Boston University men's hockey player Max Nicastro was arraigned on two counts of rape Tuesday in Brighton District Court.
Prosecutors allege Nicastro raped a female BU student on campus in the early-morning hours Sunday. Assistant district attorney Gloriann Moroney said the "upset and tearful" victim contacted police, who interviewed her and other individuals and then called an ambulance to take the victim to the hospital, where she was treated and later released.
Police then arrested Nicastro at his on-campus residence, at 10 Buick St., early Sunday morning.
On Tuesday, Nicastro entered the courtroom handcuffed, wearing a sleek, gray suit and holding a legal pad over his face to avoid the assembled cameras. He stood with the pad in his right hand, his left hand holding his right wrist, throughout the appearance in court.
His mother, who had flown in from the family's home in Thousand Oaks, Calif., was in attendance.
Judge Franco Gobourne ordered Nicastro freed on $10,000 cash bail and issued a no-contact order, forbidding any direct or third-party interaction with the alleged victim. The judge impounded documents detailing the case, citing privacy concerns.
A plea of not guilty was automatically entered on Nicastro's behalf.
Nicastro is due back in court on March 26 for a probable cause hearing.
"We believe that when all the facts are out there, this will not be a criminal act," defense attorney Hugh Curran said during the arraignment.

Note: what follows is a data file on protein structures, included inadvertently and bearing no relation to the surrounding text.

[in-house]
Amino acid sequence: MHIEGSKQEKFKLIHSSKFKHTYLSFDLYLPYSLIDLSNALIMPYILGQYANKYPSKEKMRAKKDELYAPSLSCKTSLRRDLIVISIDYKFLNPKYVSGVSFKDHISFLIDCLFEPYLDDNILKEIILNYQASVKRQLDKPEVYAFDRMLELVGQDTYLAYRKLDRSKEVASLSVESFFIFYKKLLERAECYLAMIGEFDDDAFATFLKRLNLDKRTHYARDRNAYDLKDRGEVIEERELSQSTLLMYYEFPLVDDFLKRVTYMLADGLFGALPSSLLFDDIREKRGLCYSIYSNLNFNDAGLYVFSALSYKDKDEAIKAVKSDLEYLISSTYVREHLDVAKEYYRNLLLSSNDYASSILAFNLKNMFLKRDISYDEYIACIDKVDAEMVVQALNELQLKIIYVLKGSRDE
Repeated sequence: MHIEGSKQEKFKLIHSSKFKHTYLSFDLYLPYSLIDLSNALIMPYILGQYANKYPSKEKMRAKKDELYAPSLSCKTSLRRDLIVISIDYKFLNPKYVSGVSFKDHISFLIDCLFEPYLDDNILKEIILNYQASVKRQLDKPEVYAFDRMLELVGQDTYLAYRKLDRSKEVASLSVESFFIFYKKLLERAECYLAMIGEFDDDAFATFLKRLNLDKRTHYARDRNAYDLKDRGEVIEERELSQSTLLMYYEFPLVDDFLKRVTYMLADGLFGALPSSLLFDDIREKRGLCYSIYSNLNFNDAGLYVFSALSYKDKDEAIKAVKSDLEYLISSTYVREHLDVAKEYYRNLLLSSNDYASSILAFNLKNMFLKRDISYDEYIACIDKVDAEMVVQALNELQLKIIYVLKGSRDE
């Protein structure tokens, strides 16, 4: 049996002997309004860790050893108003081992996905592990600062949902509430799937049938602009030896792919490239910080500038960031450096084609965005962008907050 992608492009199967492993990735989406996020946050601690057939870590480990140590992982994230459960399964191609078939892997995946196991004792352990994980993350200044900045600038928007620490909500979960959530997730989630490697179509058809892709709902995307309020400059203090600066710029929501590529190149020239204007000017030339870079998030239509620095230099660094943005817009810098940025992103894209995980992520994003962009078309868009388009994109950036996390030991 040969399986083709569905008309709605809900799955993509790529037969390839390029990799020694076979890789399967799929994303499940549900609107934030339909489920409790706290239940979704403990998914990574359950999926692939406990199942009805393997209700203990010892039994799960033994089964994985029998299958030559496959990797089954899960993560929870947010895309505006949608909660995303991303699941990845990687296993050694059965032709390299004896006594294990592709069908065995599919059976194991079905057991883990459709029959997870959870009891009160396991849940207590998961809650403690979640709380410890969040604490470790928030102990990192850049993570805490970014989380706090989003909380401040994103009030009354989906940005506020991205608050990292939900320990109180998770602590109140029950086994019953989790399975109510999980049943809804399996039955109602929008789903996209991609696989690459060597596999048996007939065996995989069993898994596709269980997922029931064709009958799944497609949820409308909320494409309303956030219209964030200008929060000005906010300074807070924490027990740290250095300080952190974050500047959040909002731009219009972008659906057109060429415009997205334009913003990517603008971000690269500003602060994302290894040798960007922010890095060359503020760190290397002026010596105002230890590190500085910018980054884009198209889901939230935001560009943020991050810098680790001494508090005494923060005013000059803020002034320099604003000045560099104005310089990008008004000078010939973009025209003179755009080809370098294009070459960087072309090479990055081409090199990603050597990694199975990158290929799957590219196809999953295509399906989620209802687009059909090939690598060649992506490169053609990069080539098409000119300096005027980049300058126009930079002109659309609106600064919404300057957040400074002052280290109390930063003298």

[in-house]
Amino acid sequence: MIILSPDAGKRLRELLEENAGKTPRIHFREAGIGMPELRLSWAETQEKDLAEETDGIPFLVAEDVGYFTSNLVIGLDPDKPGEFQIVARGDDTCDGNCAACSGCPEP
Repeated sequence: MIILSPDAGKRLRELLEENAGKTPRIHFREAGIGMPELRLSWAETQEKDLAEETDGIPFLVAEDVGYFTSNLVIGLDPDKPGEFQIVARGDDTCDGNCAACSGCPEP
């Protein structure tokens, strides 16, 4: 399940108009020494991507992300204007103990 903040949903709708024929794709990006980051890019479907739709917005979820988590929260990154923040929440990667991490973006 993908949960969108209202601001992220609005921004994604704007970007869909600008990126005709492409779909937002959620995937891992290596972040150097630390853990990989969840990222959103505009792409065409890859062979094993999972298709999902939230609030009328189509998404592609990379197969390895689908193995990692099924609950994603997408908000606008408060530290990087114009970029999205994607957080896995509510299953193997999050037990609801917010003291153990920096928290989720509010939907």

Curran also said that Nicastro plans to complete his degree in business administration at Boston University, including taking classes this summer in order to graduate on time. But a university spokesman said late Tuesday he's no longer enrolled at BU.
The 21-year-old Nicastro, a 6-foot-3, 210-pound junior defenseman, had nine points (three goals and six assists) in 26 games for the Terriers in 2011-12. He has been suspended from the nationally ranked team pending the result of the investigation.
In December, Terriers leading scorer Corey Trivino was dismissed by the team after he was charged with sexual assault. Coach Jack Parker says he's troubled by the allegations but doesn't think they reflect the program's culture. Parker says players are warned every season about the dangers of alcohol abuse and sexual harassment.
Jack McCluskey is an editor for ESPN.com and a frequent contributor to ESPNBoston.com. Information from The Associated Press was used in this report.